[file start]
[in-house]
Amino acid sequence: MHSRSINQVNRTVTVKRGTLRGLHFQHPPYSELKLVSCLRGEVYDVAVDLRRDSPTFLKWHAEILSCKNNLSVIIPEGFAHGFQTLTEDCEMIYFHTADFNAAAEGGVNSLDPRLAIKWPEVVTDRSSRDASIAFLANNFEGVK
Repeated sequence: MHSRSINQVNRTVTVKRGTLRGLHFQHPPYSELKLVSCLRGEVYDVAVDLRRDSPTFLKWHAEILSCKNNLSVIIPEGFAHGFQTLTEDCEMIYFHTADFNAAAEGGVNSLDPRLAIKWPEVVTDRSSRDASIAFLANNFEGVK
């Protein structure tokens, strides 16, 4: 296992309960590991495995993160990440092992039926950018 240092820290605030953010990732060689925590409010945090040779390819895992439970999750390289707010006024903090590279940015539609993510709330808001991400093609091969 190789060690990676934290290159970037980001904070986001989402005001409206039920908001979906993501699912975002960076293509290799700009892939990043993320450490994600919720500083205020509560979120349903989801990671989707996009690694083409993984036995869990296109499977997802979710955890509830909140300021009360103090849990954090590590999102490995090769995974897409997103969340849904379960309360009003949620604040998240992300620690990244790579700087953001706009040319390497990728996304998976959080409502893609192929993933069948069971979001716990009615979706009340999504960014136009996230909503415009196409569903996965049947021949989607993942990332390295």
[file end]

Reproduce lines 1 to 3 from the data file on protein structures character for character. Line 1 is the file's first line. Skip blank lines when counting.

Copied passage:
[in-house]
Amino acid sequence: MHSRSINQVNRTVTVKRGTLRGLHFQHPPYSELKLVSCLRGEVYDVAVDLRRDSPTFLKWHAEILSCKNNLSVIIPEGFAHGFQTLTEDCEMIYFHTADFNAAAEGGVNSLDPRLAIKWPEVVTDRSSRDASIAFLANNFEGVK
Repeated sequence: MHSRSINQVNRTVTVKRGTLRGLHFQHPPYSELKLVSCLRGEVYDVAVDLRRDSPTFLKWHAEILSCKNNLSVIIPEGFAHGFQTLTEDCEMIYFHTADFNAAAEGGVNSLDPRLAIKWPEVVTDRSSRDASIAFLANNFEGVK